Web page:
IMAGES from the French Open semi-finals played at Roland Garros on Friday
Ruthless Rafael Nadal punished Juan Martin del Potro for missed opportunities as he reached his 11th French Open final with a 6-4, 6-1, 6-2 victory on Friday.
Argentine Del Potro often had Nadal in trouble in a ferocious first set but paid heavily for failing to convert any of the six break points that came his way at 1-1 and 4-4.
Once Nadal stole the opener with a break in the 10th game it was one-way traffic as he left Del Potro trailing in a cloud of Parisian clay dust to set up a final against Dominic Thiem.
"It was a tough first set with opportunities for Juan Martin, I am fortunate that I won the first set and then I played more aggressively," Nadal, who equals Roger Federer's feat of reaching the final of a single Slam 11 times, said on court as fans chanted "Viva Espana".
"I am very happy to be back in the final here at Roland Garros. For me it's incredible.
"Thiem beat me in Madrid this year and played with big power. I know I have to play my best tennis to have a chance on Sunday. I believe I can be ready for that final."
Del Potro, playing in the semi-finals here for the first time since losing to Roger Federer in 2009, was 0-40 ahead on Nadal's serve at 1-1 but could not press home the break and worryingly appeared to hurt his hip at deuce in that game.
He did not look unduly affected though and his heavy groundstrokes took a toll on Nadal who rescued three more break points in the ninth game.
There was a sense of inevitability when Del Potro served at 4-5 and Nadal turned the screws to grab two set points at 15-40.
Del Potro saved one but a backhand error handed Nadal the set and he never took a backward glance after that.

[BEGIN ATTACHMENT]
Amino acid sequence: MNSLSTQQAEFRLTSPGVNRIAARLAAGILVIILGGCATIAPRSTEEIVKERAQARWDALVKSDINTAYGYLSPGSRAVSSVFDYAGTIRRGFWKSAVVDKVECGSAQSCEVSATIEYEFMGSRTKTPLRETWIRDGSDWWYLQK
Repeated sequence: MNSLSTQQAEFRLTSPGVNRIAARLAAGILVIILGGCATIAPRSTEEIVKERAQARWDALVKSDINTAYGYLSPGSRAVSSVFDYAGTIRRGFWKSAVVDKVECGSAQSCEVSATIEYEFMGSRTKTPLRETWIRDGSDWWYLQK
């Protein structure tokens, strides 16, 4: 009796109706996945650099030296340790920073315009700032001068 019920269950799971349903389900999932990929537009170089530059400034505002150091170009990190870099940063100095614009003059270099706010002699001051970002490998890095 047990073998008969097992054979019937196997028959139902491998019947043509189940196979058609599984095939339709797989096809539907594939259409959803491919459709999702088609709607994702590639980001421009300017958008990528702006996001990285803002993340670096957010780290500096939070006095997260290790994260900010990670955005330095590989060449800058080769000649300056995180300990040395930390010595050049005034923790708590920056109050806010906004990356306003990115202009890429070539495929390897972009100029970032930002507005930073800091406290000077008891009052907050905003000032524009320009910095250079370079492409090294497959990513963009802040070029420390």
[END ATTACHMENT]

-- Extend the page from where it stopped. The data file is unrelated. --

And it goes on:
Nadal crushed Del Potro's spirit with the intensity of his tennis in the second set, bounding 5-0 ahead before the Argentine registered a game to lift the spirits of his fans.
They tried their best to rouse their man in the third set but it was mission impossible as Nadal, clubbing the ball as if his life depended on it, churned out winners.
Austrian Dominic Thiem's rise to the top continued when he ended unheralded Italian Marco Cecchinato's run to reach the final of the French Open with a 7-5, 7-6(10), 6-1 win on Friday.
Cecchinato, the world number 72, played fearlessly and used his whole arsenal of claycourt weapons, but he came up short against the only player to beat Nadal on his favourite surface this season.
The 24-year-old Thiem, the youngest man since Nadal to reach the final in Paris, ended the contest on his first match point with a forehand winner.
"Maybe the experience helped a little bit but the big key was the second set tiebreak because it was very close and I saved I think three set points," said Thiem.
"If lost that tiebreak it would have been a very close match I think and I didn't want that.
"Of course it's very important to have a good recovery now. I'll watch the other semi-final to study... my opponent and then it's full power on Sunday."
Cecchinato, who was suspended for match-fixing in 2016 before being cleared on a technicality, proved to be no pushover even though he had never won a match at a major before this year's French Open.
Thiem was the aggressor early on and he broke in the first game before holding to love for a 2-0 lead.
Cecchinato's nerves settled and the Sicilian unleashed some trademark backhand winners but Thiem had too much pace and power.
Cecchinato mixed it up with drop shots and gradually found his range to set up three break points at 4-3, which Thiem saved thanks to his strong first serve.
The Austrian netted an easy volley to give another opportunity to Cecchinato, which he seized, forcing his opponent to a backhand error.
Thiem sent Cecchinato scurrying around the court before breaking decisively for a 6-5 lead with a lovely forehand winner. He then held serve to bag the first set.
The second set turned into a tight tactical battle with neither able to break serve.
Thiem's massive forehand allowed him to race into a 5-2 lead in the tiebreak.
But the Austrian got nervous and wasted several set points, one of them when he shanked a routine volley at 6-4.
"When I missed that volley it wasn't a very nice feeling. It was destructive a little bit," Thiem, who won two claycourt tournaments this season, said.
His huge serve helped him to save set points too and he finally gained the upper hand to take a two-set lead.
Thiem went for the jugular in the third set and after racing to a 4-0 lead in double quick, he finished off the job to reach his first Grand Slam final.